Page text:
Size / / /

Byron, that pouting beast, he could take or leave.  
Wordsworth? He could only pronounce him worried.  
Too often the last part came out warts. And Keats, well,
who survives Keats? Now Coleridge on the other hand—
and though neither quite matched, he did have another—
Coleridge was chewy. At least as long as the poems
had demons, something likely, in them. Still, Shelley seemed
dead on—he had an eye for it, death, for knowing
what chains meant, and fairies, and fire. And the skylark,
so high, cold and far away—though he'd never seen
one—the skylark he knew he would know when he ate one,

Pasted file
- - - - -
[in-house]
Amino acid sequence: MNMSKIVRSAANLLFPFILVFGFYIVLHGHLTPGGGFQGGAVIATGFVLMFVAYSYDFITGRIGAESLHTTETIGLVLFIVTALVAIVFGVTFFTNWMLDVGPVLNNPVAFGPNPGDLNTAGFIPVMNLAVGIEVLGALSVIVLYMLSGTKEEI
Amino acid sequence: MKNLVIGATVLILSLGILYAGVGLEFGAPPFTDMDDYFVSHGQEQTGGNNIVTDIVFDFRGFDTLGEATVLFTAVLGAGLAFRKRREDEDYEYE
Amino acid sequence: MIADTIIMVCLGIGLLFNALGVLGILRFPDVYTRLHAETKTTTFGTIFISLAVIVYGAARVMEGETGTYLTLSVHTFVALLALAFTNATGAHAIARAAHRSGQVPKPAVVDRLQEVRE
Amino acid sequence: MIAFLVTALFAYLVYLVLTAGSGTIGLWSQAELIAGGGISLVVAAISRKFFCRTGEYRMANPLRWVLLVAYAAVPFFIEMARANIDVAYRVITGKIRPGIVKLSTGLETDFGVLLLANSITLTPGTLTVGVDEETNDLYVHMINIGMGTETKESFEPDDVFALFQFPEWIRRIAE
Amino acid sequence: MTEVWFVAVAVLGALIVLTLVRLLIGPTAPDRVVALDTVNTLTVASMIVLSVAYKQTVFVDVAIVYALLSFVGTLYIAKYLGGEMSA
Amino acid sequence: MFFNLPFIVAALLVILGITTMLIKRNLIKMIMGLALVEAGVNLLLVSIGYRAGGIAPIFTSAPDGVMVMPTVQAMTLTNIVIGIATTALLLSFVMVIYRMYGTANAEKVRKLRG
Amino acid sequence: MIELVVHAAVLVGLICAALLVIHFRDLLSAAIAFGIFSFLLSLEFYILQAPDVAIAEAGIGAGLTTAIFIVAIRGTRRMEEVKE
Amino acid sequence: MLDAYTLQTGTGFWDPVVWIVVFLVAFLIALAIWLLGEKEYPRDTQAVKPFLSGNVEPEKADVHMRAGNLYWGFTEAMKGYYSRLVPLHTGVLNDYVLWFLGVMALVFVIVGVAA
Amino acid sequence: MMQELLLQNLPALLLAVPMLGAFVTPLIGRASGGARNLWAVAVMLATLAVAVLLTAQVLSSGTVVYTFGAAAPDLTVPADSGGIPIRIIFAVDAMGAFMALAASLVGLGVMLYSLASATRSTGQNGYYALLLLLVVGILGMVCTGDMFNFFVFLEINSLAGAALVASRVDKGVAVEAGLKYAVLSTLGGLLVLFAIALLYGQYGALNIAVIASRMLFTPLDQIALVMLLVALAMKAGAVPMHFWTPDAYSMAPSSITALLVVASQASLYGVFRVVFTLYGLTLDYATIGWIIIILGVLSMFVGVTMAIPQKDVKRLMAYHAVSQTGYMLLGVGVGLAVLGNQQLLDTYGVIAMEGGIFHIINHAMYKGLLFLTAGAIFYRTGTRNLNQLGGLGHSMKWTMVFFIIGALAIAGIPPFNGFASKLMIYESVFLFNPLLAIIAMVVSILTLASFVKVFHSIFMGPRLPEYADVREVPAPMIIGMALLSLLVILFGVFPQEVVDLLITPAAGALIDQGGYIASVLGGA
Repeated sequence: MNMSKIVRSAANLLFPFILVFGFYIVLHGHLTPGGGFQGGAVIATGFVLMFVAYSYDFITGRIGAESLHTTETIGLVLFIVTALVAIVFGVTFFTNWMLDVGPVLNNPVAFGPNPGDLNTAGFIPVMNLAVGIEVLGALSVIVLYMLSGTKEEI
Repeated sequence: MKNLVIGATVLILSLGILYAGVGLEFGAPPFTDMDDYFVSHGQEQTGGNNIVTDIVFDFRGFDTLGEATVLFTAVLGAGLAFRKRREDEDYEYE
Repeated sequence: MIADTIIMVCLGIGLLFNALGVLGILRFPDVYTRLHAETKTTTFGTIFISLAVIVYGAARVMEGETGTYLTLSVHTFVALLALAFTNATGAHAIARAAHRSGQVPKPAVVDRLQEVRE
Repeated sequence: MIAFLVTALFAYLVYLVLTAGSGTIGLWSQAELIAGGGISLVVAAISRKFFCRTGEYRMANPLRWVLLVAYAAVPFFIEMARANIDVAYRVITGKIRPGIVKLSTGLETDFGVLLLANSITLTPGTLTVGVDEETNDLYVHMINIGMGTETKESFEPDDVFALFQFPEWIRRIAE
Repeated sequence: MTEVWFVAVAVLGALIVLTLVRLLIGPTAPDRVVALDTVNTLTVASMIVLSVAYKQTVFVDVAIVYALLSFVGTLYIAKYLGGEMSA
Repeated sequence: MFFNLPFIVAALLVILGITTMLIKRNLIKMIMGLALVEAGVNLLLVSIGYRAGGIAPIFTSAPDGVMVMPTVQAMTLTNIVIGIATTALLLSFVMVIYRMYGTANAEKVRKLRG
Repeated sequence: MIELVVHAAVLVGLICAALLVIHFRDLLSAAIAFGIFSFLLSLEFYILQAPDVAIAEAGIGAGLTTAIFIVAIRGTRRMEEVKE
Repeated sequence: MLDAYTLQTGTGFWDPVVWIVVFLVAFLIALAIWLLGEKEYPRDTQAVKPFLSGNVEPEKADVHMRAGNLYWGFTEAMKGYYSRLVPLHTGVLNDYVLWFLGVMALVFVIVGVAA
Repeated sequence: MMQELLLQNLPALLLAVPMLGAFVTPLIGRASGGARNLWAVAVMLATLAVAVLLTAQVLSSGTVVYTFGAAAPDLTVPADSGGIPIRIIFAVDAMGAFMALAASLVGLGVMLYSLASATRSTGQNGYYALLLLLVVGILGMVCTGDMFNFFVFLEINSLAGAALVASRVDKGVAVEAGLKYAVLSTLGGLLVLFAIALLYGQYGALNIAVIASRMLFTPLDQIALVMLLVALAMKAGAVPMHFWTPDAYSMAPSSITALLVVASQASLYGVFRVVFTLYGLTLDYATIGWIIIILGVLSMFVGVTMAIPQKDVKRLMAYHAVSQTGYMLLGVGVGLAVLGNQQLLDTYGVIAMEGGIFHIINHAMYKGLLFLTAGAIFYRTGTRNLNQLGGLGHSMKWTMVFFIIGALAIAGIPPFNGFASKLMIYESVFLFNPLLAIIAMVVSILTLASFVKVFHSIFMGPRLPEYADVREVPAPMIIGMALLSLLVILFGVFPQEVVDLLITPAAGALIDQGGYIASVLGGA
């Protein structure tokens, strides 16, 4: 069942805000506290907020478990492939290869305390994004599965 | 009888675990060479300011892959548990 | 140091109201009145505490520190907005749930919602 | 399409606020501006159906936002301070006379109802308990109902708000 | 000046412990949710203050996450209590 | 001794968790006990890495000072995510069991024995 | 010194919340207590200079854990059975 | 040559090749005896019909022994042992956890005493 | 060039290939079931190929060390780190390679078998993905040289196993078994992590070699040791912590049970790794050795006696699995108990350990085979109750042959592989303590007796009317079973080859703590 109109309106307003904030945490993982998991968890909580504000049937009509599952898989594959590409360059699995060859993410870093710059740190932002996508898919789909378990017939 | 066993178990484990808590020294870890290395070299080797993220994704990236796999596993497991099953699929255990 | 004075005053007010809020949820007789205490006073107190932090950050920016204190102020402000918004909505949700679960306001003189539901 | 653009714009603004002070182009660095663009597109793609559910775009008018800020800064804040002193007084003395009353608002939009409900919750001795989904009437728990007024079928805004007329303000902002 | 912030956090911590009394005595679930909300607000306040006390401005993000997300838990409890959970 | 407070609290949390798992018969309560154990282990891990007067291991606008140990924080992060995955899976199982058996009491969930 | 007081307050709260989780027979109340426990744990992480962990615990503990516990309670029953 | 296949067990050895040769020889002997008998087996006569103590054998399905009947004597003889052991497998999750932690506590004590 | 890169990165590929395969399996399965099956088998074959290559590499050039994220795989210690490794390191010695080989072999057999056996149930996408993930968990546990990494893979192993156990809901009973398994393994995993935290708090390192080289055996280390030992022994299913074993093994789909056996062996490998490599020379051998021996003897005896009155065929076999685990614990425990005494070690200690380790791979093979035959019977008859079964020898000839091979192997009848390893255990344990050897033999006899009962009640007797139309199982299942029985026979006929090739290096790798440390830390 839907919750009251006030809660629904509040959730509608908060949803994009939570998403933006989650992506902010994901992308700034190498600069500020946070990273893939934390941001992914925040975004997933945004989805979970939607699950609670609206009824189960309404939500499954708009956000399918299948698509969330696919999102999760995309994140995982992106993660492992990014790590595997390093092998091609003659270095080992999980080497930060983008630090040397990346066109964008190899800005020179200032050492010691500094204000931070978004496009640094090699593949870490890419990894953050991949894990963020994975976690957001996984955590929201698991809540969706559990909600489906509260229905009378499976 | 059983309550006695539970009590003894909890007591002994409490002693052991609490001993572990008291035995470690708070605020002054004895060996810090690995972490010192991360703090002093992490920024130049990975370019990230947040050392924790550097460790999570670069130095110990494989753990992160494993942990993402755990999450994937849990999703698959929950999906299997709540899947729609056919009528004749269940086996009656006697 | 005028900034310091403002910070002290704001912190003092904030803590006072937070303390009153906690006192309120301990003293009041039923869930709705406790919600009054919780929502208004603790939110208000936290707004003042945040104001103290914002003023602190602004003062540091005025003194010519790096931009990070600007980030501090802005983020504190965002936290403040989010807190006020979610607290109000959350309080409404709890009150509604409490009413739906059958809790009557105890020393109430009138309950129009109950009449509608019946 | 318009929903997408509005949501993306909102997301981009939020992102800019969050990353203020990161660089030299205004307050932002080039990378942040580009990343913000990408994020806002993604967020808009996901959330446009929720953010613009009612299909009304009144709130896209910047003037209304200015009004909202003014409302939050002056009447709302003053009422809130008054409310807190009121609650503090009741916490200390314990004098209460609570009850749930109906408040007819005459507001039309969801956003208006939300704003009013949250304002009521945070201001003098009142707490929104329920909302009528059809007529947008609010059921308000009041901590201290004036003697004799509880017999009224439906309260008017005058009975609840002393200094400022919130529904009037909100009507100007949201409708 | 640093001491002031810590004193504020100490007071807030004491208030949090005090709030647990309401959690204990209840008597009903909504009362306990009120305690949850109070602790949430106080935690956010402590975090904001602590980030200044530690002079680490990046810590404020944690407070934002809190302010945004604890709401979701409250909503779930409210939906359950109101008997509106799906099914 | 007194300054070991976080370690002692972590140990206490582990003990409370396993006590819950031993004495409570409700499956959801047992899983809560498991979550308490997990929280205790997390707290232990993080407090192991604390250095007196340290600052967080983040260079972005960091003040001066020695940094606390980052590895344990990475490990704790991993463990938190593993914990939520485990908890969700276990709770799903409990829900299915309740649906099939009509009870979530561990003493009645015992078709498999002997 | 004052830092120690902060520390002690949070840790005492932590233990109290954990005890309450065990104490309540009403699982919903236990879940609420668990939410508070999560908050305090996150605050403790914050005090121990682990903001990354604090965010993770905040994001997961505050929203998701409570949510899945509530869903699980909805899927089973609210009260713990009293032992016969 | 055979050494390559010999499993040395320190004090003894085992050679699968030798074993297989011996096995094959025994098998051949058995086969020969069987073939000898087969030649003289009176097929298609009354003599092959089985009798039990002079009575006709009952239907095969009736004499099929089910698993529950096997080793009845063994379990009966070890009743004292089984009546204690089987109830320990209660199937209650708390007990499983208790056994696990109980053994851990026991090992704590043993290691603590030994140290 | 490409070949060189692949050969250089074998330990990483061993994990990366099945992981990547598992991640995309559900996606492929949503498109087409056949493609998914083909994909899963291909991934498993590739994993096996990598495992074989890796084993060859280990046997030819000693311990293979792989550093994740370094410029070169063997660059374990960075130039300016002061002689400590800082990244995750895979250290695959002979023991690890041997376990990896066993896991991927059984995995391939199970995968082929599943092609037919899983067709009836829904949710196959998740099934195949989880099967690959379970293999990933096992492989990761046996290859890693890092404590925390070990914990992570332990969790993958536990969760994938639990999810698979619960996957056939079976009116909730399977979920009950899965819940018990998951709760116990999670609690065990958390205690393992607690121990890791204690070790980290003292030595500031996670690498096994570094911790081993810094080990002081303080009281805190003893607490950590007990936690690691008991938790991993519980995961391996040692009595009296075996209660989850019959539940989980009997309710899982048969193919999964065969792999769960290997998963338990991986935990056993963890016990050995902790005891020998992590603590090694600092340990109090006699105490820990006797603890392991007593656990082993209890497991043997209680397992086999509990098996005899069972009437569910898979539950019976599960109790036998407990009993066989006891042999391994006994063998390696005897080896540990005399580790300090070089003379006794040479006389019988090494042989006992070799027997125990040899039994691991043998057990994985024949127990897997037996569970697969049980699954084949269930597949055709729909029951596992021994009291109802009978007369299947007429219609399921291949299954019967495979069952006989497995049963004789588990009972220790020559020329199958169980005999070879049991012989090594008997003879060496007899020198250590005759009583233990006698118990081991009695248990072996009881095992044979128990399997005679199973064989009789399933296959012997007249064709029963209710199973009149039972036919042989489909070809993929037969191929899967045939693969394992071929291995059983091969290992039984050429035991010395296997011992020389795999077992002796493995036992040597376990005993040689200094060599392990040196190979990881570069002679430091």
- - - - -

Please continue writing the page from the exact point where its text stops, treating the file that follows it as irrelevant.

slowly, sucking the soft parts clean from the spine.

Bryan D. Dietrich is the author of six books of poems: The MonstranceThe Assumption, Prime DirectiveLove CraftUniversal Monsters, and Krypton Nights. His poetry has appeared in The New Yorker, The Nation, Asimov's, Weird Tales, Poetry, Ploughshares, and many other journals. Winner of The Paris Review Prize and a Nation Award, Bryan is Professor of English at Newman University. He can be reached at, and at his website,
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